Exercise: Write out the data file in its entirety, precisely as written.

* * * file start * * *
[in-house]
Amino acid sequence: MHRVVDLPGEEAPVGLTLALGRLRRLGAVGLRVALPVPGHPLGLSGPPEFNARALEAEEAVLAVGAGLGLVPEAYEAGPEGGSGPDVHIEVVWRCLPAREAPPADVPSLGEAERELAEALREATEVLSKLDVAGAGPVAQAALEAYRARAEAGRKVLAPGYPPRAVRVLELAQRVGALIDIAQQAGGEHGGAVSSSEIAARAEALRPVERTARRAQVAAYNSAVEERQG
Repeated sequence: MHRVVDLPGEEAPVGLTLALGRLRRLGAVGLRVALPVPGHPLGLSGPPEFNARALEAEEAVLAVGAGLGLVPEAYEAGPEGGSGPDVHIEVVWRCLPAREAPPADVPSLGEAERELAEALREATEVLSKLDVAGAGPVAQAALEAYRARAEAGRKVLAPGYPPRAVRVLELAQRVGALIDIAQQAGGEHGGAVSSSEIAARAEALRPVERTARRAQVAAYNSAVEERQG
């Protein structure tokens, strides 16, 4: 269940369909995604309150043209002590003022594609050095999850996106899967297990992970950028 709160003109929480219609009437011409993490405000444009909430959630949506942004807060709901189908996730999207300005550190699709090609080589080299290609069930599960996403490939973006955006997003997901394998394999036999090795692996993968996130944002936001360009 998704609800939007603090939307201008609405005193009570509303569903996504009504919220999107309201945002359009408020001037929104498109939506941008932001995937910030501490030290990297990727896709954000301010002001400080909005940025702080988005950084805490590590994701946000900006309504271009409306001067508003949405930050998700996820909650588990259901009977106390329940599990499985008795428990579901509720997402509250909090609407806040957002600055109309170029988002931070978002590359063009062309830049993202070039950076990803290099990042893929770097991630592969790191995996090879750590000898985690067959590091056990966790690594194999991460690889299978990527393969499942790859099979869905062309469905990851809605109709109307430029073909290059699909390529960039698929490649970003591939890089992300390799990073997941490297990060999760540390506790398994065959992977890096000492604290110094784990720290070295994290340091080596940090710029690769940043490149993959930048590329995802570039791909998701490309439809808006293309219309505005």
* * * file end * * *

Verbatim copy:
[in-house]
Amino acid sequence: MHRVVDLPGEEAPVGLTLALGRLRRLGAVGLRVALPVPGHPLGLSGPPEFNARALEAEEAVLAVGAGLGLVPEAYEAGPEGGSGPDVHIEVVWRCLPAREAPPADVPSLGEAERELAEALREATEVLSKLDVAGAGPVAQAALEAYRARAEAGRKVLAPGYPPRAVRVLELAQRVGALIDIAQQAGGEHGGAVSSSEIAARAEALRPVERTARRAQVAAYNSAVEERQG
Repeated sequence: MHRVVDLPGEEAPVGLTLALGRLRRLGAVGLRVALPVPGHPLGLSGPPEFNARALEAEEAVLAVGAGLGLVPEAYEAGPEGGSGPDVHIEVVWRCLPAREAPPADVPSLGEAERELAEALREATEVLSKLDVAGAGPVAQAALEAYRARAEAGRKVLAPGYPPRAVRVLELAQRVGALIDIAQQAGGEHGGAVSSSEIAARAEALRPVERTARRAQVAAYNSAVEERQG
């Protein structure tokens, strides 16, 4: 269940369909995604309150043209002590003022594609050095999850996106899967297990992970950028 709160003109929480219609009437011409993490405000444009909430959630949506942004807060709901189908996730999207300005550190699709090609080589080299290609069930599960996403490939973006955006997003997901394998394999036999090795692996993968996130944002936001360009 998704609800939007603090939307201008609405005193009570509303569903996504009504919220999107309201945002359009408020001037929104498109939506941008932001995937910030501490030290990297990727896709954000301010002001400080909005940025702080988005950084805490590590994701946000900006309504271009409306001067508003949405930050998700996820909650588990259901009977106390329940599990499985008795428990579901509720997402509250909090609407806040957002600055109309170029988002931070978002590359063009062309830049993202070039950076990803290099990042893929770097991630592969790191995996090879750590000898985690067959590091056990966790690594194999991460690889299978990527393969499942790859099979869905062309469905990851809605109709109307430029073909290059699909390529960039698929490649970003591939890089992300390799990073997941490297990060999760540390506790398994065959992977890096000492604290110094784990720290070295994290340091080596940090710029690769940043490149993959930048590329995802570039791909998701490309439809808006293309219309505005």